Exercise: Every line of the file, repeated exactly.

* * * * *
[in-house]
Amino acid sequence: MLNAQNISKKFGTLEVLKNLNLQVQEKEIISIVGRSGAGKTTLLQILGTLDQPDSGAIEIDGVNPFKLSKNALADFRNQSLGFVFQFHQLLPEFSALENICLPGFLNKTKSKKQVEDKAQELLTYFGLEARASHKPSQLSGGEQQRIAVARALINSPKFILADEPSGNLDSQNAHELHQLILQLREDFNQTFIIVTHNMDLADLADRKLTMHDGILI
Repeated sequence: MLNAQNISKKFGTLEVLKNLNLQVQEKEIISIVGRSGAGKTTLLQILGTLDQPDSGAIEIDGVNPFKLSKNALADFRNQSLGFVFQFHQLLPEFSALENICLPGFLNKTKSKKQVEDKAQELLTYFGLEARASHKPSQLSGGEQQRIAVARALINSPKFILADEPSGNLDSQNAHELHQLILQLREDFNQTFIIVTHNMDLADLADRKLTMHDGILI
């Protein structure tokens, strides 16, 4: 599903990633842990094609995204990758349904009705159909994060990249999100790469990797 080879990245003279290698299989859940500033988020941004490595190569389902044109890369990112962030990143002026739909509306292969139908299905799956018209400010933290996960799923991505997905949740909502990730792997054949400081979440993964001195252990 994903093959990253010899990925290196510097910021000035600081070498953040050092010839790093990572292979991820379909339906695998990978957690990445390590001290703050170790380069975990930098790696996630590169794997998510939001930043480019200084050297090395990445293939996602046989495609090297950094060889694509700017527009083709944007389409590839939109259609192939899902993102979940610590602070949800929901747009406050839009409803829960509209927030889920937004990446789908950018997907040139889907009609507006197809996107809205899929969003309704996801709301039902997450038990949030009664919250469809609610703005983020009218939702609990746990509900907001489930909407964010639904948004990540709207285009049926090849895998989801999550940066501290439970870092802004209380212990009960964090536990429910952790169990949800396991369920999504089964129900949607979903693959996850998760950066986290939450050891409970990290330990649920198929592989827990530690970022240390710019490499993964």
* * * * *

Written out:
[in-house]
Amino acid sequence: MLNAQNISKKFGTLEVLKNLNLQVQEKEIISIVGRSGAGKTTLLQILGTLDQPDSGAIEIDGVNPFKLSKNALADFRNQSLGFVFQFHQLLPEFSALENICLPGFLNKTKSKKQVEDKAQELLTYFGLEARASHKPSQLSGGEQQRIAVARALINSPKFILADEPSGNLDSQNAHELHQLILQLREDFNQTFIIVTHNMDLADLADRKLTMHDGILI
Repeated sequence: MLNAQNISKKFGTLEVLKNLNLQVQEKEIISIVGRSGAGKTTLLQILGTLDQPDSGAIEIDGVNPFKLSKNALADFRNQSLGFVFQFHQLLPEFSALENICLPGFLNKTKSKKQVEDKAQELLTYFGLEARASHKPSQLSGGEQQRIAVARALINSPKFILADEPSGNLDSQNAHELHQLILQLREDFNQTFIIVTHNMDLADLADRKLTMHDGILI
């Protein structure tokens, strides 16, 4: 599903990633842990094609995204990758349904009705159909994060990249999100790469990797 080879990245003279290698299989859940500033988020941004490595190569389902044109890369990112962030990143002026739909509306292969139908299905799956018209400010933290996960799923991505997905949740909502990730792997054949400081979440993964001195252990 994903093959990253010899990925290196510097910021000035600081070498953040050092010839790093990572292979991820379909339906695998990978957690990445390590001290703050170790380069975990930098790696996630590169794997998510939001930043480019200084050297090395990445293939996602046989495609090297950094060889694509700017527009083709944007389409590839939109259609192939899902993102979940610590602070949800929901747009406050839009409803829960509209927030889920937004990446789908950018997907040139889907009609507006197809996107809205899929969003309704996801709301039902997450038990949030009664919250469809609610703005983020009218939702609990746990509900907001489930909407964010639904948004990540709207285009049926090849895998989801999550940066501290439970870092802004209380212990009960964090536990429910952790169990949800396991369920999504089964129900949607979903693959996850998760950066986290939450050891409970990290330990649920198929592989827990530690970022240390710019490499993964």